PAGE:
Corps of Topographical Engineers
|U.S. Army Corps of Topographical Engineers|
|Active||1838 – 63|
|Country||United States of America|
|Allegiance||United States Army|
|John James Abert (1838-61)|
Stephen Harriman Long (1861-63)
The U.S. Army Corps of Topographical Engineers was established by the United States Congress in 1838. It was made up of only officers who were hand-picked graduates of the United States Military Academy at West Point. Their main purpose was to map and make military surveys for routes to the Pacific. They were at the center of the westward expansion of the United States between the War of 1812 and the American Civil War. They mapped the frontier regions of the West encouraging Americans to move into those areas. They laid out trails, roads, railroad routes and waterways. During the Civil War, the functions of the Corps of Topographical Engineers were transferred to the Army Corps of Engineers.
Background[change | change source]
From 1777 to 1863, topographical engineers were used in the United States Army. In 1813, Congress authorized eight officers to be a part of the general staff. Each was to have the brevet rank and pay of a major in the U.S. Cavalry. They also authorized eight assistants, each with the brevet rank and pay of a captain in the U.S. Infantry. They formed the Topographical Bureau as a branch of the U.S. Army Corps of Engineers.
In 1829, John James Abert, became the head of the Topographical Bureau. In 1838, he used his political influence to persuade Congress to form an independent army unit separate from the Corps of Engineers called the Corps of Topographical Engineers. Informally they became known as “topogs".
Accomplishments[change | change source]
Their first priority was to explore the American West to make it accessible. Early on they worked to make the Mississippi and Ohio Rivers navigable. The work of charting these rivers actually started under the Topographical Bureau over a decade before the establishment of the Corps of Topographical Engineers. During the mid-1800s, they worked on floodind issues of major rivers. They designed lighthouses, mapped navigational routes and worked on many other federal projects. The General Survey Act gave them the authority to survey all canals and roads in the United States. They surveyed the National Road that connected the Potomac and Ohio Rivers. This was a main transport path to the West for thousands of settlers.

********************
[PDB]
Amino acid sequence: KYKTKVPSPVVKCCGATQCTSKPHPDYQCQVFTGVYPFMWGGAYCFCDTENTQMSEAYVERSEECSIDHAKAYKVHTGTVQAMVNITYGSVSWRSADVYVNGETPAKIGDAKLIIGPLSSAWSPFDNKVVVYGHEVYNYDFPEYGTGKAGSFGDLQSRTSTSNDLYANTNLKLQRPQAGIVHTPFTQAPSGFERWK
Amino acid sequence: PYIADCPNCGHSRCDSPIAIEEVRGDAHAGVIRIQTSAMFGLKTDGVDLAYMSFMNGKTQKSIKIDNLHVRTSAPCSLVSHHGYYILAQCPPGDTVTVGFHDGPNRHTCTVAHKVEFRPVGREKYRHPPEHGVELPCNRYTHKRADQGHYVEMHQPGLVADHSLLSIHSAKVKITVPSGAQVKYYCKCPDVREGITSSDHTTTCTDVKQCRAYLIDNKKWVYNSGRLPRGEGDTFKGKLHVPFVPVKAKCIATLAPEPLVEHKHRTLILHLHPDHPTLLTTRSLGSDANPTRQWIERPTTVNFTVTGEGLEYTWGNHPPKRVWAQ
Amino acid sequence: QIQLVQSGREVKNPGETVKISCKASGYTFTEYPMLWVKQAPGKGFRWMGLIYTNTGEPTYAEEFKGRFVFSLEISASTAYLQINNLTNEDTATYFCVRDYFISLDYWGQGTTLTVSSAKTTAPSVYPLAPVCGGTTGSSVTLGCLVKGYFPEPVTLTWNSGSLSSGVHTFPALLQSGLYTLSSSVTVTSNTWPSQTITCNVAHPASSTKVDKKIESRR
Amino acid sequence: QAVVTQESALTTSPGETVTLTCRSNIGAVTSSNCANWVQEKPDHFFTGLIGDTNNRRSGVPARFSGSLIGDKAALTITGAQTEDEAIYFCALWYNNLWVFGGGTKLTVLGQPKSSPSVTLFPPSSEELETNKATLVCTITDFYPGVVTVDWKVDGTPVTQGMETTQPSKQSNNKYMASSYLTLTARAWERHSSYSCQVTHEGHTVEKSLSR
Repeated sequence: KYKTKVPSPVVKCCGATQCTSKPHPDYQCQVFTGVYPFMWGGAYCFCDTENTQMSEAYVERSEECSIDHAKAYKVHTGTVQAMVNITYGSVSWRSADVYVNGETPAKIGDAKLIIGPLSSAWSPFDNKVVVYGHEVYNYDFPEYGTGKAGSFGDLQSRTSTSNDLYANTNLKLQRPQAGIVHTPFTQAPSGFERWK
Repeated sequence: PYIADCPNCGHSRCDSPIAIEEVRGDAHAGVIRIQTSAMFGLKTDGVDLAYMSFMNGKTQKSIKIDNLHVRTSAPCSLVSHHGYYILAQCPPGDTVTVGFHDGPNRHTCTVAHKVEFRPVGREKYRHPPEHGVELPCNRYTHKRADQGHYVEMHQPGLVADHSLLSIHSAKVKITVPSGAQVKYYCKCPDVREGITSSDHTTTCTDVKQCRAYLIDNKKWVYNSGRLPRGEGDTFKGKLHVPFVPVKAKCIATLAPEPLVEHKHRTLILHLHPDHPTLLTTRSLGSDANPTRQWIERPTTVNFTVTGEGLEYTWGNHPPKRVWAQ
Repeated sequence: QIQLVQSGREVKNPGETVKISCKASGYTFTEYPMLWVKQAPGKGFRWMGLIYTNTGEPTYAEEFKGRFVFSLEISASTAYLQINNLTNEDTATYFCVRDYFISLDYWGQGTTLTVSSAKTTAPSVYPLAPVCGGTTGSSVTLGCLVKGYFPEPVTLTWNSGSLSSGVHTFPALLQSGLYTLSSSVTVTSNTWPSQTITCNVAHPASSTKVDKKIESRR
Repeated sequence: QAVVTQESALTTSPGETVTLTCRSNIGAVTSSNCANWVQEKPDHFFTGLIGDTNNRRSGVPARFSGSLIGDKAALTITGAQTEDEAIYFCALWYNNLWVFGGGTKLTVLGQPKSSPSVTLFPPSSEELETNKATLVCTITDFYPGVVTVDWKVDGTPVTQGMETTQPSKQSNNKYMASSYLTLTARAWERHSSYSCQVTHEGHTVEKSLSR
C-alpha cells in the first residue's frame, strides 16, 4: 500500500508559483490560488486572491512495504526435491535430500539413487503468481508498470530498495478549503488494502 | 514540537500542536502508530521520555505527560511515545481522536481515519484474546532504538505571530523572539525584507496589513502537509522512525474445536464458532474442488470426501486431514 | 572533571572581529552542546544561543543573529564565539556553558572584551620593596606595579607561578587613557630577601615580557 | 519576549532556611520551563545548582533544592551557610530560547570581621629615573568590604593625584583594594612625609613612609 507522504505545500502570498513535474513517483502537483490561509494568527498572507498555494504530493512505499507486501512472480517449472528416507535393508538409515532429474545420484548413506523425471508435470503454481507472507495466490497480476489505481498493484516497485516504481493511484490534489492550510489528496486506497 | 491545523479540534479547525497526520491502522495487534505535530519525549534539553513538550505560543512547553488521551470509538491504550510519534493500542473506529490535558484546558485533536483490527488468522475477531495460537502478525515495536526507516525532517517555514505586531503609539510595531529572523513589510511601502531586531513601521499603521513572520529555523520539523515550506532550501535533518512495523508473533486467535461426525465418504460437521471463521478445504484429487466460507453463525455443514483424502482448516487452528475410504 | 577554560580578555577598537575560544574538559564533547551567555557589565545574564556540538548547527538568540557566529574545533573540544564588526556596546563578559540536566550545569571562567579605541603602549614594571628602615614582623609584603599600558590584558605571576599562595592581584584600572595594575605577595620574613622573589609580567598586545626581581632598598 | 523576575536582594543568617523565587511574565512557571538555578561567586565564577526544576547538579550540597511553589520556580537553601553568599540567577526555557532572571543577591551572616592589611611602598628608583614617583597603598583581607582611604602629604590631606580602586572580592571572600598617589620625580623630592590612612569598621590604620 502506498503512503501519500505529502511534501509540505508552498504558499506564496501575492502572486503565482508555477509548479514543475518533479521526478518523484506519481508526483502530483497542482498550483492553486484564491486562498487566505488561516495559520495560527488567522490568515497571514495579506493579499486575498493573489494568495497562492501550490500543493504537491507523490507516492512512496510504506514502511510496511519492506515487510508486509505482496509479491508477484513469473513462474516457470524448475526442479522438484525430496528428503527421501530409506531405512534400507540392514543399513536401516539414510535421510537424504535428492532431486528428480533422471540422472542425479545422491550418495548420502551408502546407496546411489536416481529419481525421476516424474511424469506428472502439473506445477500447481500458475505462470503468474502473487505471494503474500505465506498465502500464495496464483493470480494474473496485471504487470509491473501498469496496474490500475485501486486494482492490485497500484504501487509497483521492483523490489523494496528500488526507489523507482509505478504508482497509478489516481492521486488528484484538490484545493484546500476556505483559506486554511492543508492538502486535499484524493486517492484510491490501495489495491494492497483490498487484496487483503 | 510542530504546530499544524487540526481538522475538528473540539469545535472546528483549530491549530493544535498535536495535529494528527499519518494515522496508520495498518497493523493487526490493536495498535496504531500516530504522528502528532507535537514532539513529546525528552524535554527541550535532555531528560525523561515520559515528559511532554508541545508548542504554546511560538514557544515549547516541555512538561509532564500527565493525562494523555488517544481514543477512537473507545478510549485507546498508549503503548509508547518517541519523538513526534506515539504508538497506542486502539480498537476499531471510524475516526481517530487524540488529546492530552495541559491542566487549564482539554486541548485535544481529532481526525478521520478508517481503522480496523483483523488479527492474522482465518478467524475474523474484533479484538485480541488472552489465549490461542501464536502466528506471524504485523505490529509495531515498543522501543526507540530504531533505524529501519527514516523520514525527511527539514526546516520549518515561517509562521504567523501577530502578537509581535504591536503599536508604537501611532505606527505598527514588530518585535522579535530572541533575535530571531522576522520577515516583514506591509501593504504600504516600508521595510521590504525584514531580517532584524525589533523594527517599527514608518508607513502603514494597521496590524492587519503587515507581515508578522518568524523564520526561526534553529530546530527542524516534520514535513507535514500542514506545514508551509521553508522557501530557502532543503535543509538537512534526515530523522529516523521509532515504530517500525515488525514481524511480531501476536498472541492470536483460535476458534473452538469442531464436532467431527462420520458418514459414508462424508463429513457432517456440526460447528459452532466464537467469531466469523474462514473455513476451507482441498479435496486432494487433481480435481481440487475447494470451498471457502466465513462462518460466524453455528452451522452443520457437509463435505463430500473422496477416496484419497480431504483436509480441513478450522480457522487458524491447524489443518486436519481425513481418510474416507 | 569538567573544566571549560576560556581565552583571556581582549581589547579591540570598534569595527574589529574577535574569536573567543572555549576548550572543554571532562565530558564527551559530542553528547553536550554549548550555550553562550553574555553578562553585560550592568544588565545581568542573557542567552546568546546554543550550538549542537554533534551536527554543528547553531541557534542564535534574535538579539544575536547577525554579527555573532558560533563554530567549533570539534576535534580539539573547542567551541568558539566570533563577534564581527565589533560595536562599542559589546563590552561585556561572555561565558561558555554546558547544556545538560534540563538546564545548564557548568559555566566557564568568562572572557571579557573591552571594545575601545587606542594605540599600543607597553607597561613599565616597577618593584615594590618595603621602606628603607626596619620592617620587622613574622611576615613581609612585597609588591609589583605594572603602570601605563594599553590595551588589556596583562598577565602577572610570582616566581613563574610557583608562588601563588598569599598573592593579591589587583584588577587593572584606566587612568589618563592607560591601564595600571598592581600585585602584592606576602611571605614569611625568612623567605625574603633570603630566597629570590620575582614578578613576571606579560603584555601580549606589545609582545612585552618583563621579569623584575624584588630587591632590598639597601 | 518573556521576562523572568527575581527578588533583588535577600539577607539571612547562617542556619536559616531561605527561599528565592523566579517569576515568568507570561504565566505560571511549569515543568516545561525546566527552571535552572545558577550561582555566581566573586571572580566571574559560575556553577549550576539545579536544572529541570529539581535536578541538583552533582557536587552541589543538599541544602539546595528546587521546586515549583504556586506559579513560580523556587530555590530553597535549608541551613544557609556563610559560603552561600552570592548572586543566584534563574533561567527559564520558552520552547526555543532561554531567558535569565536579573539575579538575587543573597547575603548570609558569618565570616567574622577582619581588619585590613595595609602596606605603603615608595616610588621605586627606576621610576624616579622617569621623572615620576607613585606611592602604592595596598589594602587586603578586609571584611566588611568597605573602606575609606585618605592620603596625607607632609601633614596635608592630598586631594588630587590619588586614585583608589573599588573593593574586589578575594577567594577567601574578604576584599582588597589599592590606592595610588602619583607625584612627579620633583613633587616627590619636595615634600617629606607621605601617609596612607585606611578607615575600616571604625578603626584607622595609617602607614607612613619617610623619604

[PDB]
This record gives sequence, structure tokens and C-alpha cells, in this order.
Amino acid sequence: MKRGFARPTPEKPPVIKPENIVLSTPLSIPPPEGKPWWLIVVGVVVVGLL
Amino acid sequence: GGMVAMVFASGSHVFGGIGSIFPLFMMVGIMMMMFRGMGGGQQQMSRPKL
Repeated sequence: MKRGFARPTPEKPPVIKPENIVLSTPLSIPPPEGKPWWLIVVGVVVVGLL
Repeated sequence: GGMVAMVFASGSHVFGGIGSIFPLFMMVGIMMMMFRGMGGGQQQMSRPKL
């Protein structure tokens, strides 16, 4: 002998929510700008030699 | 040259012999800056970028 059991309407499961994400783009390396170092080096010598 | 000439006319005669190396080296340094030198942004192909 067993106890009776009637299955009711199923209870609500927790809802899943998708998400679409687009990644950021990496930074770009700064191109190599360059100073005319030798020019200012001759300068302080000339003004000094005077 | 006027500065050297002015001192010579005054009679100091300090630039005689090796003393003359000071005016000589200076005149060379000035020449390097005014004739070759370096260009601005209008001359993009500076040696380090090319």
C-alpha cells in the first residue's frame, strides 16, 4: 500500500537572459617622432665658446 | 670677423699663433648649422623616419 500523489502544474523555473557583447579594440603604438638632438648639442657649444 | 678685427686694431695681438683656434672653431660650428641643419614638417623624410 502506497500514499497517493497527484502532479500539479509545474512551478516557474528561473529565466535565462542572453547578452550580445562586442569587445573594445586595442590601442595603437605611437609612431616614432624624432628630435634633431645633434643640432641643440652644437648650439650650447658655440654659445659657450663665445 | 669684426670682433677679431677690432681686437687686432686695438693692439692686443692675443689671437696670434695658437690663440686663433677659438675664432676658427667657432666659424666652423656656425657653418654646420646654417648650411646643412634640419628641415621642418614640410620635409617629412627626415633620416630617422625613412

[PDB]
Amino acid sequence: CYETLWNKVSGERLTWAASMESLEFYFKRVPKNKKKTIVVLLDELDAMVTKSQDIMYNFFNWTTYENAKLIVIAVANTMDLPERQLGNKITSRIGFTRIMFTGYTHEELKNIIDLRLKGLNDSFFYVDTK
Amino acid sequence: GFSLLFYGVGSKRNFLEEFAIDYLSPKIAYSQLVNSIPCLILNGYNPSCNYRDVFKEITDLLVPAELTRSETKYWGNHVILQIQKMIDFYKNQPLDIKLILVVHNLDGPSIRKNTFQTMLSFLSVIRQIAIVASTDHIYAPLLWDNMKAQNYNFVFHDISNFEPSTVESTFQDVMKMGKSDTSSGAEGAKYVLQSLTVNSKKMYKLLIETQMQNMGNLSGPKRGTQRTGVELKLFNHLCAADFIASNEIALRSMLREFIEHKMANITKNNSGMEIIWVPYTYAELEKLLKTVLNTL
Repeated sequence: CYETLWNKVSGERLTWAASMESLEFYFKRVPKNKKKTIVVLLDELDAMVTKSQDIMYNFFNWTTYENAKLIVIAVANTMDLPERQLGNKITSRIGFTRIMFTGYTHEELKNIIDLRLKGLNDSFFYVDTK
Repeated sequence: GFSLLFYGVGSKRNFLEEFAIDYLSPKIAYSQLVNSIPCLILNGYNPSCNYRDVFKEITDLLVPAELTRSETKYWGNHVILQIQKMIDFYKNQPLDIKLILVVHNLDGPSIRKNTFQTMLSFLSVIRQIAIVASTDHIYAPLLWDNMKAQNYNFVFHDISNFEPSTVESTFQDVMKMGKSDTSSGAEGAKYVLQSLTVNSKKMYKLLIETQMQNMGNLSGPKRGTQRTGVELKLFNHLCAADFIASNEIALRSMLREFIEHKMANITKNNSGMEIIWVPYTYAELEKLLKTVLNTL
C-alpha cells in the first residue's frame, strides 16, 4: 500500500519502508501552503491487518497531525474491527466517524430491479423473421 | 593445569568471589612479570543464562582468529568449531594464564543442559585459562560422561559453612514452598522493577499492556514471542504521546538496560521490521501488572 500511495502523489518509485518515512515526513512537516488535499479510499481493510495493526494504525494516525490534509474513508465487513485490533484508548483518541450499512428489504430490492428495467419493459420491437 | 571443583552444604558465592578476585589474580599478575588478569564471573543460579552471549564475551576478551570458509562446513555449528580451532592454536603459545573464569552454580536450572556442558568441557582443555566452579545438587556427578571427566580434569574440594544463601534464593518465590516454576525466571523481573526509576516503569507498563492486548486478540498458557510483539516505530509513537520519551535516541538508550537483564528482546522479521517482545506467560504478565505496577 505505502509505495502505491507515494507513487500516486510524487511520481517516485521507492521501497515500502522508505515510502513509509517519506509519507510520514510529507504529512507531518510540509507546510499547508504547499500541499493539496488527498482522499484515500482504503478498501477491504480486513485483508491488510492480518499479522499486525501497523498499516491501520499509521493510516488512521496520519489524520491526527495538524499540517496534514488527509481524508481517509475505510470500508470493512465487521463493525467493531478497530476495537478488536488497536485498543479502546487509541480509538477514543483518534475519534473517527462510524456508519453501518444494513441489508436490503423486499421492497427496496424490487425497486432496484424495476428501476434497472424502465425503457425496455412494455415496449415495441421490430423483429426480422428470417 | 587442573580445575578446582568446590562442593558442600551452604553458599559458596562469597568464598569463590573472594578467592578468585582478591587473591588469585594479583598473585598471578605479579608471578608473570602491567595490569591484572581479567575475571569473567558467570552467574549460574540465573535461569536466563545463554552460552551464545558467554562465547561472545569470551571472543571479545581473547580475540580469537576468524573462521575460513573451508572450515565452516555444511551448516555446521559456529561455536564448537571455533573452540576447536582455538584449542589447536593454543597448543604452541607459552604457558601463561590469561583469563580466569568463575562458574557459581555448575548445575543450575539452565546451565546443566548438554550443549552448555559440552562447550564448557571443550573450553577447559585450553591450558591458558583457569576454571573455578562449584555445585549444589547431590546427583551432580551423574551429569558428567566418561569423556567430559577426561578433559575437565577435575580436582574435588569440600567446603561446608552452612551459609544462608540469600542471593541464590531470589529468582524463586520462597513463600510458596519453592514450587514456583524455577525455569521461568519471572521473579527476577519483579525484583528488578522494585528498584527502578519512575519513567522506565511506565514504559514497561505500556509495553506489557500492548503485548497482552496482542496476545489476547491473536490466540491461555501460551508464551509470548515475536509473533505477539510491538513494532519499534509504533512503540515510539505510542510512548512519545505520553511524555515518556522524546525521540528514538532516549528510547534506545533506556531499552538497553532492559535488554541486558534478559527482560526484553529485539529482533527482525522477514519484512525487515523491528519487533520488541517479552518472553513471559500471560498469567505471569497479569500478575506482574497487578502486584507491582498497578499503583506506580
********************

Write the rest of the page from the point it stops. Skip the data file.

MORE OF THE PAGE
During the 1840s and 1850s, the Corps was very active. John C. Frémont led several western explorations starting in 1841. He led an exploration of the North Platte River. He next explored west to what is now Pueblo, Colorado. His next exploration was south going through Bent's Fort on the Arkansas River. With Kit Carson as his guide, Fremont began a two year journey that greatly expanded the knowledge of what lay to the west. It took him as far as the Sacramento Valley in early 1846. They were also involved in surveying boundary lines, especially in Texas during the Mexican–American War. Until they were merged with the Corps of Engineers in 1863, they surveyed and built roads bridges and forts for the Union Army during the Civil War.
References[change | change source]
- The Nation Builders: A Sesquicentennial History of The Corps of Topographical Engineers 1838-1863, ed. Frank N. Schubert (Fort Belvoir, VA: Office of History, United States Army Corps of Engineers, 1988), p. iii
- Marshall Trimble (18 April 2016). "Army Corps of Topographical Engineers". True West Publishing. Retrieved 9 October 2016.
- Henry P. Beers. "A History of the U. S. Topographical Engineers, 1818-1863". U S Corps of Topographical Engineers. Retrieved 10 October 2016.
- "Army Topographical Engineers". Encyclopedia of the Great Plains. University of Nebraska–Lincoln. Retrieved 10 October 2016.
- "U.S. Corps Of Topographical Engineers". Point to Point Land Surveyors, Inc. 22 February 2010. Retrieved 10 October 2016.
- "John C. Fremont". Social Studies Facts Cards, California Explorers. Tucan Publishers. Retrieved 10 October 2016.